Update on the Redemption Creed
An updated version of the Redemption Creed is now available, as is an updated version of its brief guide.
I finished the prior version of the creed in January, 2018. I was mostly content with its doctrine and organization, but was advised that it was too long (it was about 240 words and 326 syllables, compared to 220/290 for the Nicene Creed and 110/160 for the Apostles’ Creed, respectively). I took over a year off from editing it in order to gain better perspective, and it is now much smaller, compact, and effective.
I solicited a lot of feedback in the drafting process, which was quite interesting. A number of people (mostly Anglicans) thought it was an attempted usurpation of the ecumenical creeds, which was not my intent. Quite a few people (mostly Reformed) thought that it needed more information or emphases on different aspects of redemption. That would be nice, but it was ballooning into something unwieldy. One of the interesting differences between the Nicene and Apostles’ creeds is the precision of the former; you can’t defend historic Trinitarian orthodoxy from explicit statements in the Apostles’ Creed the way you can from the Nicene. Yet, the Apostles’ Creed is orthodox and provides a creedal foundation for catholic Trinitarianism. There are “hooks” within the Apostles’ Creed that draw people to the more explicit formulations of the Nicene, Athanasian, and Chalcedonian creeds. In the end, that was the model I decided to follow for the Redemption Creed. Prioritize accuracy in what is there, emphasize Reformational soteriology, and make it usable. It is not a substitute for either the ecumenical creeds or the Reformed confessions and catechisms, but hopefully a valuable, liturgical supplement.
A Call for Confessional Renewal in the EPC: Part I, Restoring the Confession
This is part one of four in a series calling for confessional renewal in the EPC. Part I of this series can be found here. All posts in the series, as the become available, can be found here.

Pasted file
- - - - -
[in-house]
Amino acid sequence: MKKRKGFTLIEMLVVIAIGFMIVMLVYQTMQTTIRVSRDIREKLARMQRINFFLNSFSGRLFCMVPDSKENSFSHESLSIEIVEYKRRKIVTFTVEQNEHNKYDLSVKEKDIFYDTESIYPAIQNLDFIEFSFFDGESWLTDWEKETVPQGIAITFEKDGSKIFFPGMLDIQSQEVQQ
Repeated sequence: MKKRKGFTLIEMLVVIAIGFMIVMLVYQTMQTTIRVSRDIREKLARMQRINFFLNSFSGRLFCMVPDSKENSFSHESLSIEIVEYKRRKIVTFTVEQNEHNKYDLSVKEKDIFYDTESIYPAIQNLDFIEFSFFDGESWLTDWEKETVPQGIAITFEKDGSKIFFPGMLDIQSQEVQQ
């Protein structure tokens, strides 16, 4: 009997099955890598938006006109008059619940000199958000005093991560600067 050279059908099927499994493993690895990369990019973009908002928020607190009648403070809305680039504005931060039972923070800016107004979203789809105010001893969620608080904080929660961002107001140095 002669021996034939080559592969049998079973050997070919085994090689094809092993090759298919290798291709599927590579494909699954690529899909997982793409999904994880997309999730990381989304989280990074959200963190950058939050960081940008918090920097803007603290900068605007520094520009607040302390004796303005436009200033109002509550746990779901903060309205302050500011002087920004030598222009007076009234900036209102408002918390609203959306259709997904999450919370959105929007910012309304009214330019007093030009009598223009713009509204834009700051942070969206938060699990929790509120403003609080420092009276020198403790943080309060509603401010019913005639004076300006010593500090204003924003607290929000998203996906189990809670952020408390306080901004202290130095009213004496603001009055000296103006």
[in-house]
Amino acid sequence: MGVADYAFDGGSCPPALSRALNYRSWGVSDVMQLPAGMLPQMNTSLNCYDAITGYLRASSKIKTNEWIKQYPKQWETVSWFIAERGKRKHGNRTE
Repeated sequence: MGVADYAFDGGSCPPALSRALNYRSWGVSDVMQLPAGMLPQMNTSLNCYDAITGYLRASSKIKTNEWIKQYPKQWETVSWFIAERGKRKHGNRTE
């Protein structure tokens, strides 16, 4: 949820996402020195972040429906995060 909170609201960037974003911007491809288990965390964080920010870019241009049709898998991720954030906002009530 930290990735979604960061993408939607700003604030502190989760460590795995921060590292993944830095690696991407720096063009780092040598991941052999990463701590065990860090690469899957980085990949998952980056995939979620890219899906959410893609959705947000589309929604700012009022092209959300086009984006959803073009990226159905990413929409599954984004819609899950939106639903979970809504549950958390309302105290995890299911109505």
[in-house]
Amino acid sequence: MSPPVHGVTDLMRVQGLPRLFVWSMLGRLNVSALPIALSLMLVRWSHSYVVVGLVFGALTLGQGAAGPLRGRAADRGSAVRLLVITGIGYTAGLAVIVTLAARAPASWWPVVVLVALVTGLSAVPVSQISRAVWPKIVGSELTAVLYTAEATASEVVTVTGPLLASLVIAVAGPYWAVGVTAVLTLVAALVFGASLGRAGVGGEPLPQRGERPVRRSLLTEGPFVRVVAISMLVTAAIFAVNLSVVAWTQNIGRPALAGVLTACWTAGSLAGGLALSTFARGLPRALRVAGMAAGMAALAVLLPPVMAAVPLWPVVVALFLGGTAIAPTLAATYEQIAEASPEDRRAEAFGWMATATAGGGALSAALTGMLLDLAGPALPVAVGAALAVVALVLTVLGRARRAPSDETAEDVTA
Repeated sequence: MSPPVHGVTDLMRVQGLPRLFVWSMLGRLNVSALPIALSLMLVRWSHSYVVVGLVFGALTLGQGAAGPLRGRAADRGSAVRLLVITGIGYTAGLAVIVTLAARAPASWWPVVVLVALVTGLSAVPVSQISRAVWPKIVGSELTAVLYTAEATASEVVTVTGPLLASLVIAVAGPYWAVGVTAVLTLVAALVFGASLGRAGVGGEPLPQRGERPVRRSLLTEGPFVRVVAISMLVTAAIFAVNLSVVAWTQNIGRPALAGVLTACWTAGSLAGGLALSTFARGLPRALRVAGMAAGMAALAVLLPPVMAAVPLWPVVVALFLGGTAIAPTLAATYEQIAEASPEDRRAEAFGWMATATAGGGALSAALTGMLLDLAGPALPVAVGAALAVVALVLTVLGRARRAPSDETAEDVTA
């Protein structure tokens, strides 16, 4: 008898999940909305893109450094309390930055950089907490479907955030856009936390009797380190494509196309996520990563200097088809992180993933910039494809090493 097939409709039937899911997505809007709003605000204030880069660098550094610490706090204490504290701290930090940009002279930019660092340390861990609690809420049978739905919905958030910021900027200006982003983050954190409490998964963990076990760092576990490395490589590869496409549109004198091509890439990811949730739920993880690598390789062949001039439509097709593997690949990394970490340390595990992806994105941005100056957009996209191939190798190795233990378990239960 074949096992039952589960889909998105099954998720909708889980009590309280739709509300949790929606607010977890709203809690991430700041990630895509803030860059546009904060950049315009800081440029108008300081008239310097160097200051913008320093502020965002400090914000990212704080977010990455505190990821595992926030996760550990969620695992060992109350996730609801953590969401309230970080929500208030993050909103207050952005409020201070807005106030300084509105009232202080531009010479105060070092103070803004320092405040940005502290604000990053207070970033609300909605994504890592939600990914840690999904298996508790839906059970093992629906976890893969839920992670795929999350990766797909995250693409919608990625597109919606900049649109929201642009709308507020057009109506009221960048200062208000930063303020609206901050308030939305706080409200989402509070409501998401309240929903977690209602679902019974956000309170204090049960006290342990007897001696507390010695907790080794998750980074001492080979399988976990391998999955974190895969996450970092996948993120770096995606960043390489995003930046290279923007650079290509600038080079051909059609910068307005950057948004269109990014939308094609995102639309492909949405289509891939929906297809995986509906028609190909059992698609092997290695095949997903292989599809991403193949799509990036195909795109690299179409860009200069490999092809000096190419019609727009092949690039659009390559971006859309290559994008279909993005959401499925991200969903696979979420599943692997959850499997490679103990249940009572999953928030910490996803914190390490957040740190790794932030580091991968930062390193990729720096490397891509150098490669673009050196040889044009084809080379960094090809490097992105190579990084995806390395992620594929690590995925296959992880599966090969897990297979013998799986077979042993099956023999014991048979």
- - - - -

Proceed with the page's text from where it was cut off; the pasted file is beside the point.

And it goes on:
The aim of this call to renewal is to begin confessional revival and resourcement. The desire is that this series will prompt meaningful conversation in the EPC over the role of the Confession and Catechisms, conversation that will lead to action and revision. Since as elders of the EPC we have given our sincere word that we affirm and receive the WCF, WLC, and WSC as containing the system of doctrine found in the scriptures, we already affirm their importance: What unites us theologically is our sincere affirmation of, and submission to, the Confession’s and Catechisms’ faithfulness in presenting God’s rule of faith and obedience The Confession and Catechisms of our church are serious, and should be the primary theological framework for the lives of our congregations and our ministerial practice.
Part I of this series evaluates the modifications to the Westminster Confession of Faith held by the EPC…
On Standing for the Standards
If the Westminster Standards become mere shibboleths, used only to screen for heresy in a credentials exam, we have lost our way. If insisting on the Westminster Standards generates impatience in our hearts, we have lost our way. If we…
A Brief Guide to the Redemption Creed
A common pastoral struggle is the work of reminding Christians that they rest upon Christ and his finished work alone for their assurance of salvation. The necessity of regularly preaching the gospel partially flows from a sin-induced, immature forgetfulness. The child of God forgets, or doubts, why the Father has adopted them into his family. A nagging pride can leave some convinced that they merited their salvation. Or fear can convince the Christian that Jesus’ work was not enough, and that there needs to be more: more faithfulness, less sin, on the Christian’s part, in order to be accepted. Sometimes sheer ignorance, or confusion, is the source of the error…